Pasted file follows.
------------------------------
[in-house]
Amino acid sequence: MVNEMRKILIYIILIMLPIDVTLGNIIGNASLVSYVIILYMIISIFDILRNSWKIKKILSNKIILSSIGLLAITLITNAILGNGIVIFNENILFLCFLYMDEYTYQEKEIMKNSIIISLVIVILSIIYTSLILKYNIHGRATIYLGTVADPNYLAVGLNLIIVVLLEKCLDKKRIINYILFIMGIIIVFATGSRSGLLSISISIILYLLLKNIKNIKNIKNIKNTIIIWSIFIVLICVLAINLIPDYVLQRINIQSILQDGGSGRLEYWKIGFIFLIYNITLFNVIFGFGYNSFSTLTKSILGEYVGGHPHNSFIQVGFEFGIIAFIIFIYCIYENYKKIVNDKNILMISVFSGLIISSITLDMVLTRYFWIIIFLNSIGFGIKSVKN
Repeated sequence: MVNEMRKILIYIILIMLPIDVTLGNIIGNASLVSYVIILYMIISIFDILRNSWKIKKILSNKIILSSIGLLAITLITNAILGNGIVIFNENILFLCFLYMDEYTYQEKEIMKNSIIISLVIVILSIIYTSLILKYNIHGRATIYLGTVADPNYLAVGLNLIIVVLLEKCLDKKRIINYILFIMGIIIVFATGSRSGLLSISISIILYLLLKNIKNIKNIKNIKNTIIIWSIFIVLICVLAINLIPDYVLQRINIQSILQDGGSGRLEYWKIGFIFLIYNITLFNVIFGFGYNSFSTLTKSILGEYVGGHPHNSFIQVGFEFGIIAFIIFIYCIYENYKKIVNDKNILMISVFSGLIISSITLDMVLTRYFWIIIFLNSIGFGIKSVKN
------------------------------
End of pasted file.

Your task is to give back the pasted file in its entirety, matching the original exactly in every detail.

[in-house]
Amino acid sequence: MVNEMRKILIYIILIMLPIDVTLGNIIGNASLVSYVIILYMIISIFDILRNSWKIKKILSNKIILSSIGLLAITLITNAILGNGIVIFNENILFLCFLYMDEYTYQEKEIMKNSIIISLVIVILSIIYTSLILKYNIHGRATIYLGTVADPNYLAVGLNLIIVVLLEKCLDKKRIINYILFIMGIIIVFATGSRSGLLSISISIILYLLLKNIKNIKNIKNIKNTIIIWSIFIVLICVLAINLIPDYVLQRINIQSILQDGGSGRLEYWKIGFIFLIYNITLFNVIFGFGYNSFSTLTKSILGEYVGGHPHNSFIQVGFEFGIIAFIIFIYCIYENYKKIVNDKNILMISVFSGLIISSITLDMVLTRYFWIIIFLNSIGFGIKSVKN
Repeated sequence: MVNEMRKILIYIILIMLPIDVTLGNIIGNASLVSYVIILYMIISIFDILRNSWKIKKILSNKIILSSIGLLAITLITNAILGNGIVIFNENILFLCFLYMDEYTYQEKEIMKNSIIISLVIVILSIIYTSLILKYNIHGRATIYLGTVADPNYLAVGLNLIIVVLLEKCLDKKRIINYILFIMGIIIVFATGSRSGLLSISISIILYLLLKNIKNIKNIKNIKNTIIIWSIFIVLICVLAINLIPDYVLQRINIQSILQDGGSGRLEYWKIGFIFLIYNITLFNVIFGFGYNSFSTLTKSILGEYVGGHPHNSFIQVGFEFGIIAFIIFIYCIYENYKKIVNDKNILMISVFSGLIISSITLDMVLTRYFWIIIFLNSIGFGIKSVKN